In the movie world, MGM was represented by Leo the Lion’s intimidating roar to introduce many of Rocker’s favorite movies. Now we see there’s another MGM out there. This one’s an alleged development group claiming it wants to build a gated senior citizen community in our fair city.
Sounds like a good deal, right? Maybe not, Kemosabe. MGM’s Mr. G. couldn’t convince Minden’s Planning Commission, nor the residents who live near the proposed Germantown Rd. location, that a zoning change to allow such a facility was in the best interest of everybody.
After getting a thumbs down from the MPC, MGM asked for an appeal to our user-friendly, totally cooperative city council. No luck there, either. In fact, the appeal failed when no counciler would make a motion to hear arguments. Rocker heard from a reliable source that while there was no motion from the council, there was a movement by Mr. G.
Rocker also heard reports that in the leadup to Monday’s council session, MGM’s Mr. G was a telephoning busy beaver, lobbying members to overturn the MPC decision. Depending on the various sources, it’s said his tactics were aggressive and often menacing.
Perhaps the most worrisome information on MGM came during council comments when councilpersons Roy and Bloxom said Mr. G phoned and asked them to skip Monday’s meeting. Seems an odd request from someone promoting a project that would be so beneficial. But we must remember that to overturn a decision on rezoning, a two-thirds vote is required.
If, in the apparent wisdom of MGM, one or two were missing the deal could be done. But as Gomer says, Surprise, Surprise. No absentees. No support from what was thought to be a supportive majority. Seems something about the development didn’t appeal to the appellate council.
Undeterred, MGM reps pulled out the big guns in the form of a (gasp!) letter from their attorney. It’s an interesting piece. Along with the usual lawyerisms about inconsistencies in the MPC zoning decision and declarations of disservice to prospective senior citizens who would inhabit the complex and Minden’s missed economic opportunity, the author tossed the “R” bomb at one council member.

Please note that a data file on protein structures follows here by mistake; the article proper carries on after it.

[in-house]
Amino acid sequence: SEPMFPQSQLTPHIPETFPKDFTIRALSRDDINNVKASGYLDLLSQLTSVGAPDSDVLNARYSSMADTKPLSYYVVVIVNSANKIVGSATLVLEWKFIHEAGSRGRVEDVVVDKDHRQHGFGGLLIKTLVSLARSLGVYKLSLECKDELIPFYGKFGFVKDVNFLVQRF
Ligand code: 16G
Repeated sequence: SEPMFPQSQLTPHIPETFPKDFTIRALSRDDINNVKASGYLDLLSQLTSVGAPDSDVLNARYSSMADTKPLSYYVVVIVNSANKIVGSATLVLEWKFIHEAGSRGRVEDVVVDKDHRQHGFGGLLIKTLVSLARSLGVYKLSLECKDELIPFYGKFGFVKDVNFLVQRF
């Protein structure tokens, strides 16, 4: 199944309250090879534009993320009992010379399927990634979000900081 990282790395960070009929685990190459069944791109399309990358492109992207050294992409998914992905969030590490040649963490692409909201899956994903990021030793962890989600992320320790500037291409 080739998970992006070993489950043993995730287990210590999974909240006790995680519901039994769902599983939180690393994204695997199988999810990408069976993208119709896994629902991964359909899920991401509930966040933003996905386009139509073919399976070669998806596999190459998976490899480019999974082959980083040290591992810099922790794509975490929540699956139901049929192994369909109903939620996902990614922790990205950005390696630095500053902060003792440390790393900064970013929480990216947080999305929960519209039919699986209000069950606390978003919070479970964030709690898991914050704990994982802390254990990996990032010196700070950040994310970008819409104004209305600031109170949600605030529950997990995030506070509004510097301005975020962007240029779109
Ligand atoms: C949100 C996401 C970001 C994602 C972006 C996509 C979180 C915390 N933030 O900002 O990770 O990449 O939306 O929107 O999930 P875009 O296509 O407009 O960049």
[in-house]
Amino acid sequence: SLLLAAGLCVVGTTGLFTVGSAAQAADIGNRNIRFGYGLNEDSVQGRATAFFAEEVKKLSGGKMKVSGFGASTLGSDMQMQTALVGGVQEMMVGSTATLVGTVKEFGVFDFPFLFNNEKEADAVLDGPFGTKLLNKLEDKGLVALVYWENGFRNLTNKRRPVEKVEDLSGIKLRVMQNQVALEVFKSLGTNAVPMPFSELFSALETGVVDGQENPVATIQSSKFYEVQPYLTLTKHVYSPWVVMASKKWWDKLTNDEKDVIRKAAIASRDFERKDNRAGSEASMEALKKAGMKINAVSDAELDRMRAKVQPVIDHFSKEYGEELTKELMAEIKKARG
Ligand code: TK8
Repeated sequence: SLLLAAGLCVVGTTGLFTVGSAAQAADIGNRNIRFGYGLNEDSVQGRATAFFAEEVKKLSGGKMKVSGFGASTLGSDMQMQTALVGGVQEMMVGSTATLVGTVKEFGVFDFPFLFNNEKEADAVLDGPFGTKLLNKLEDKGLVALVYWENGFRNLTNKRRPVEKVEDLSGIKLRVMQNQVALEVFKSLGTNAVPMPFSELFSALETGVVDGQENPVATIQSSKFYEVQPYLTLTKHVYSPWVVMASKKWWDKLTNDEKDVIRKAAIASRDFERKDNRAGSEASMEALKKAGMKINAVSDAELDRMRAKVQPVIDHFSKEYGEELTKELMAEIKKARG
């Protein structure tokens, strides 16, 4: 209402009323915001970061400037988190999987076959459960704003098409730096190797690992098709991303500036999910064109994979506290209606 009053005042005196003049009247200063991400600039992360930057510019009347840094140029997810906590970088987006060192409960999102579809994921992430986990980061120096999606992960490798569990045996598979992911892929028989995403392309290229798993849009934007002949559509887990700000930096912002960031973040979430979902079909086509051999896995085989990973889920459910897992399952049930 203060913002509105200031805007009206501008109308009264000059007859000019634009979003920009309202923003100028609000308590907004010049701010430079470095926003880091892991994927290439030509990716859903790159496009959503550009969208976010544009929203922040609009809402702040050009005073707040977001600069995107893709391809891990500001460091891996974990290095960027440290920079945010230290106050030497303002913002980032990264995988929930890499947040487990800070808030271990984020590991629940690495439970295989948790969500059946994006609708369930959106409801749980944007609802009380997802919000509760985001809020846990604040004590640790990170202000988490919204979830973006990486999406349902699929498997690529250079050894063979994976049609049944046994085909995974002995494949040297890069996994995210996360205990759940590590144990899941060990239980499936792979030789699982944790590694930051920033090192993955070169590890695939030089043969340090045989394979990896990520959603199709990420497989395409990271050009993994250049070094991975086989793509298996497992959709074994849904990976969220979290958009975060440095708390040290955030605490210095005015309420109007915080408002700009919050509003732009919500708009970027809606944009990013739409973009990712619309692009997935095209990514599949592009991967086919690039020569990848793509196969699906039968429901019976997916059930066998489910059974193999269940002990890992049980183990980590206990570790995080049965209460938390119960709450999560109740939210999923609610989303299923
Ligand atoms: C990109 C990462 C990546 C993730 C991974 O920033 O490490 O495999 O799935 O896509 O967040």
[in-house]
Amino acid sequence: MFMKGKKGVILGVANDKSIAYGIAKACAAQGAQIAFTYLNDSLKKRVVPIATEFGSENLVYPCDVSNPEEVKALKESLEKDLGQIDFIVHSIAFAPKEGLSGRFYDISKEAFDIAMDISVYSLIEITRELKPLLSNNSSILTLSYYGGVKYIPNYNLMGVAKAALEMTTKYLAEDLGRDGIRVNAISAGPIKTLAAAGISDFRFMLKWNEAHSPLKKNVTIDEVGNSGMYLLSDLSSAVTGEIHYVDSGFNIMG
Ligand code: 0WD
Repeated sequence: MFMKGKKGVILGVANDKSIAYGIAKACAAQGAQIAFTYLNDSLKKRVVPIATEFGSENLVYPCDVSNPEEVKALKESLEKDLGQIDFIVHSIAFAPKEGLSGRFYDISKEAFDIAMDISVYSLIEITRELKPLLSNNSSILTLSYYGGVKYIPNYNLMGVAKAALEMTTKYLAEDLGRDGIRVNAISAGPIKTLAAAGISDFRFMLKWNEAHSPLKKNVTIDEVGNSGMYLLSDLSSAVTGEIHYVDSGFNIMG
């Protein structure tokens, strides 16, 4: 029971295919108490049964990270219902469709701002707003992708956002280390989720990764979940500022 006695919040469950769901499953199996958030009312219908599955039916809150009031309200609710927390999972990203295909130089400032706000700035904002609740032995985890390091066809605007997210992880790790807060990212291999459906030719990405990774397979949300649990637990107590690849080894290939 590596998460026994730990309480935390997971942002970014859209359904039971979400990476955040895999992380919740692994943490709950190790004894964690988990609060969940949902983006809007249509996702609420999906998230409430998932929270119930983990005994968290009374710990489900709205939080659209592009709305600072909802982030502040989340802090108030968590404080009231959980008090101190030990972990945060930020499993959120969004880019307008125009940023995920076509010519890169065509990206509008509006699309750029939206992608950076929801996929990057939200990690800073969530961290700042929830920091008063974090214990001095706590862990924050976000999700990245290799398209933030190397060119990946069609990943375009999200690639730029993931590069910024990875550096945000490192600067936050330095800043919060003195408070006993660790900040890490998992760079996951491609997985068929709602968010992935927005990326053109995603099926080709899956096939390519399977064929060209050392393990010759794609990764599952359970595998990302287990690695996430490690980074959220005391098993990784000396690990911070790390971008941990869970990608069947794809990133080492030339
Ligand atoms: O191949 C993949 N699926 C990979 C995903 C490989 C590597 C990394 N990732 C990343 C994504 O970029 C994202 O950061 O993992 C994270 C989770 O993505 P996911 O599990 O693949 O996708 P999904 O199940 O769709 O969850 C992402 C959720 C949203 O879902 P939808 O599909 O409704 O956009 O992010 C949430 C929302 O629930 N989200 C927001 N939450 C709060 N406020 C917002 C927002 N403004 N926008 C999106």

Ms. Bloxom, whose patio home development would be a next-door neighbor to MGM’s complex, was accused of making “racist” comments on (un)social media. Exactly what those comments were is not mentioned, but that dreaded word is apparently designed to strike terror into the heart of the accused and create indignation in those who hear.
Naturally, the letter points out a couple of tidbits that Rocker is told didn’t come up in the MPC meeting when the development was discussed. We read that the project is worth ten million dollars and will create a five million dollar economic impact for Minden. Some financial types were contacted, and they had no information on what formula formulated those figures.
A skeptical friend said those numbers might be sorta like a balloon. They float around until someone pulls them out of the air. Impressive though they may be, they’re still subject to formulaic evaluation. Rocker thinks the old Cold War “trust, but verify” theory should apply.
We have to wonder why legal threats and aggressive lobbying are necessary if this project is good for everyone. Rocker’s no lawyer, but we did once ride in an ambulance that was chased 30 miles by one, and we think MGM might have a problem if alleged racial and age discrimination is a “best public interest” argument.
Conflict of interest allegations, also against Bloxom, appear weak since the letter makes reference to her senior citizen development where some residents aren’t senior. Taken in total, the letter seems more bluster than blister for the council.
It’s our humble opinion this MGM group has options. They can find another location. We’re sure property purchased recently by a local church could be negotiated. They can forget Minden and continue sitting on three alleged projects in West Monroe, Bastrop and Alexandria. They can proceed with litigation (as the letter threatens), to which we say: bring it.
It might be more interesting if MGM litigated this deal. One must remember that leading up to court, lawyers get together for this little thing called discovery. Perhaps one could become a fly on the wall during depositions and come up with a whole bunch of stuff on which to light.
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